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Iran's Qanats, Ancient Water Tunnels Beneath the Desert

From above, it seems as though a series of holes were pierced in the desert’s dry surface. But a hundred feet below the mysterious pits, a narrow tunnel carries water from a distant aquifer to farms and villages that wouldn’t exist without it.

These underground aqueducts, called qanats, are 3,000-year-old marvels of engineering, many of which are still in use throughout Iran. Beginning in the Iron Age, surveyors—having found an elevated source of water, usually at the head of a former river valley or even in a cave lake—would cut long, sloping tunnels from the water source to where it was needed.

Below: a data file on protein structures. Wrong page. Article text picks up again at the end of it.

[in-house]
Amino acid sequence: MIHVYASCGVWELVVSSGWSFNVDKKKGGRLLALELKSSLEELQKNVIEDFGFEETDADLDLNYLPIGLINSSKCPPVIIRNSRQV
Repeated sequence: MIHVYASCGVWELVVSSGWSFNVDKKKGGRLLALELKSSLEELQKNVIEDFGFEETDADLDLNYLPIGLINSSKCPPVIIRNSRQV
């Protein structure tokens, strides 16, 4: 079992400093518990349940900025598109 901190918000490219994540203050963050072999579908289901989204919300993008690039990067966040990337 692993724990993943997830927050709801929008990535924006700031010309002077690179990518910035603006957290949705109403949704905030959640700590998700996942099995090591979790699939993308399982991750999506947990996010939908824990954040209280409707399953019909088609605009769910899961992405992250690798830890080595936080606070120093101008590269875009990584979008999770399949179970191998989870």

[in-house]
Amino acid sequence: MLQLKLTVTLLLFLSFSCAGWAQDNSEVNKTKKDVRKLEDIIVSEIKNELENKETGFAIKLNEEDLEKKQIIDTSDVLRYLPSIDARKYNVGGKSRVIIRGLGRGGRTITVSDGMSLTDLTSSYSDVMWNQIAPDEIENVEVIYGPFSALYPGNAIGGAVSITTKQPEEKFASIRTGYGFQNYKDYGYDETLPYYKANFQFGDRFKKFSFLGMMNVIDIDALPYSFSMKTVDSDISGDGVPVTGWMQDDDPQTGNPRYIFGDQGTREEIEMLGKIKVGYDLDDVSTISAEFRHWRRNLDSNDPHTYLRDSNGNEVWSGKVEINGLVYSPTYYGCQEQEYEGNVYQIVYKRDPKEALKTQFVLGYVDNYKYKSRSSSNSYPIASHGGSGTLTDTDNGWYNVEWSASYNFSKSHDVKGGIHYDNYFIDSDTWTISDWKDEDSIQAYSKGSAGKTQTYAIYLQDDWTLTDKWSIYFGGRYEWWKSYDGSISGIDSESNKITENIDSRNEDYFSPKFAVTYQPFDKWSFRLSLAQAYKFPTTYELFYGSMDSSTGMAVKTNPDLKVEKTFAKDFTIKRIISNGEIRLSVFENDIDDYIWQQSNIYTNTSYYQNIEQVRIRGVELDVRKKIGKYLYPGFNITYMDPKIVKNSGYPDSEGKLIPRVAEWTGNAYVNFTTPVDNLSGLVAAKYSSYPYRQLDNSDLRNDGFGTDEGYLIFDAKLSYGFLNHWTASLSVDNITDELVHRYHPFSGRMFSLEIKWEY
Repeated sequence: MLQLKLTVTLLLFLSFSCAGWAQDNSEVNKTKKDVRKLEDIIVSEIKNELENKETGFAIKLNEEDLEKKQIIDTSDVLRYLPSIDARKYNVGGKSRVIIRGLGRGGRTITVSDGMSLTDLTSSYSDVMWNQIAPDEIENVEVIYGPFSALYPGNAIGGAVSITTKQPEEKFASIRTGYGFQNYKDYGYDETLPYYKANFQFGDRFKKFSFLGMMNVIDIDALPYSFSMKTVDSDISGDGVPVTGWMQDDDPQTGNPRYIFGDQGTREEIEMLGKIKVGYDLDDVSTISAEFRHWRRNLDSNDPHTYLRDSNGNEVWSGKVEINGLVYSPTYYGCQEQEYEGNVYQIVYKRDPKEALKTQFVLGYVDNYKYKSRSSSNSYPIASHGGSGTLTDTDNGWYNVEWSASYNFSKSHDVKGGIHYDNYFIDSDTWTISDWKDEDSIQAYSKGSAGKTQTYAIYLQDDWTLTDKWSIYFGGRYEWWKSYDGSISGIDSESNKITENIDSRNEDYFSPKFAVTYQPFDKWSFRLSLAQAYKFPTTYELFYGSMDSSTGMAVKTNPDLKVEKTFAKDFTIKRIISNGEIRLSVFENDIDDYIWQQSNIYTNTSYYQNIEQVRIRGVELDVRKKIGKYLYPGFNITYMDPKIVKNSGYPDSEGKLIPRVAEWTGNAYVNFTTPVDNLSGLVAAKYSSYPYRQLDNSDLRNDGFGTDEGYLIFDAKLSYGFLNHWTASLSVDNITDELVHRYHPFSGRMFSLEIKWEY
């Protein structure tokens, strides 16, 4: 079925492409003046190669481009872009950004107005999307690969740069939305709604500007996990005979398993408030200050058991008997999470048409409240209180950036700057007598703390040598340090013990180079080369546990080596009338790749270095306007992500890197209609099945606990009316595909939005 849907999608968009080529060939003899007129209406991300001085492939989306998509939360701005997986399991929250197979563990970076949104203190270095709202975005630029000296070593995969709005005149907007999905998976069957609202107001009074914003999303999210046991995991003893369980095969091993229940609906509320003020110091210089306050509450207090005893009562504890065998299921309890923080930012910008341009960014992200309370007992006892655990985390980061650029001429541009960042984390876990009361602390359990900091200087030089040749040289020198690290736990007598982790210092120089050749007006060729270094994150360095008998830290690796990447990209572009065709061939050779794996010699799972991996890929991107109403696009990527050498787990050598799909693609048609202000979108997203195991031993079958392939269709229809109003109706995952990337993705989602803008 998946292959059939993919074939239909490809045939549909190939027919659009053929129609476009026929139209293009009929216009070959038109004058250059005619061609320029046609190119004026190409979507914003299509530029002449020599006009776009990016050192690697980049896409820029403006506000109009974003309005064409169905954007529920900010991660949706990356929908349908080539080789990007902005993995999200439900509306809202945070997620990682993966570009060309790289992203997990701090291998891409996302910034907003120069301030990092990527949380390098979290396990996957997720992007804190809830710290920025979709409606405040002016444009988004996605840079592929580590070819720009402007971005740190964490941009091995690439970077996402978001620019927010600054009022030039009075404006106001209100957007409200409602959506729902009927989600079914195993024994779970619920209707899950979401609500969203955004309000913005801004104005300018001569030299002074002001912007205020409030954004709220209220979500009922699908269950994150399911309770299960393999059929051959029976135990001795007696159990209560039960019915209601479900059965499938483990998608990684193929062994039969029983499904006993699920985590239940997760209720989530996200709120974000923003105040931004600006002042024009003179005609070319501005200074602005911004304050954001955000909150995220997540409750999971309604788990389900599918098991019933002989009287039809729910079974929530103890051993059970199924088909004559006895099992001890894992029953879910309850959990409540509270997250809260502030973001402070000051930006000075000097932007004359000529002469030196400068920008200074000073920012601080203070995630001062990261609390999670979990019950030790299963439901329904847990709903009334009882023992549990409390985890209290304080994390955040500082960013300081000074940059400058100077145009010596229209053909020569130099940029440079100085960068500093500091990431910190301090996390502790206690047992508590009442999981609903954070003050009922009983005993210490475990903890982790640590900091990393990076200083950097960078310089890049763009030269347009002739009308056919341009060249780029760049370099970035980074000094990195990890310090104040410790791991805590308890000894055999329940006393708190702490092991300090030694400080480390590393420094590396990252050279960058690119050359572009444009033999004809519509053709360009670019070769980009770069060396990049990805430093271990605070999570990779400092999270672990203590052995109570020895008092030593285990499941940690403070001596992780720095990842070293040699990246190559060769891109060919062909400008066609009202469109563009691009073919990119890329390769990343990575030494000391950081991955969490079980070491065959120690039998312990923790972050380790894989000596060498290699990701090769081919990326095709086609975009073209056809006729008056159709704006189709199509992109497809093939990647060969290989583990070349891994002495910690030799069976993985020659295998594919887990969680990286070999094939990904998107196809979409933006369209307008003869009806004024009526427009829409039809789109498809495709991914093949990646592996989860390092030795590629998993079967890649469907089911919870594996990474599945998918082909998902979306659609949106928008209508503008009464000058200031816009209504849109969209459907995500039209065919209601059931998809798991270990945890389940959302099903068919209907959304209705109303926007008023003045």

The orderly holes still visible aboveground are air shafts, bored to release dust and provide oxygen to the workers who dug the qanats by hand, sometimes as far as forty miles. The tunnels eventually open at ground level to form vivid oases. (Watch: the secret history of saffron, the world's priciest spice.)

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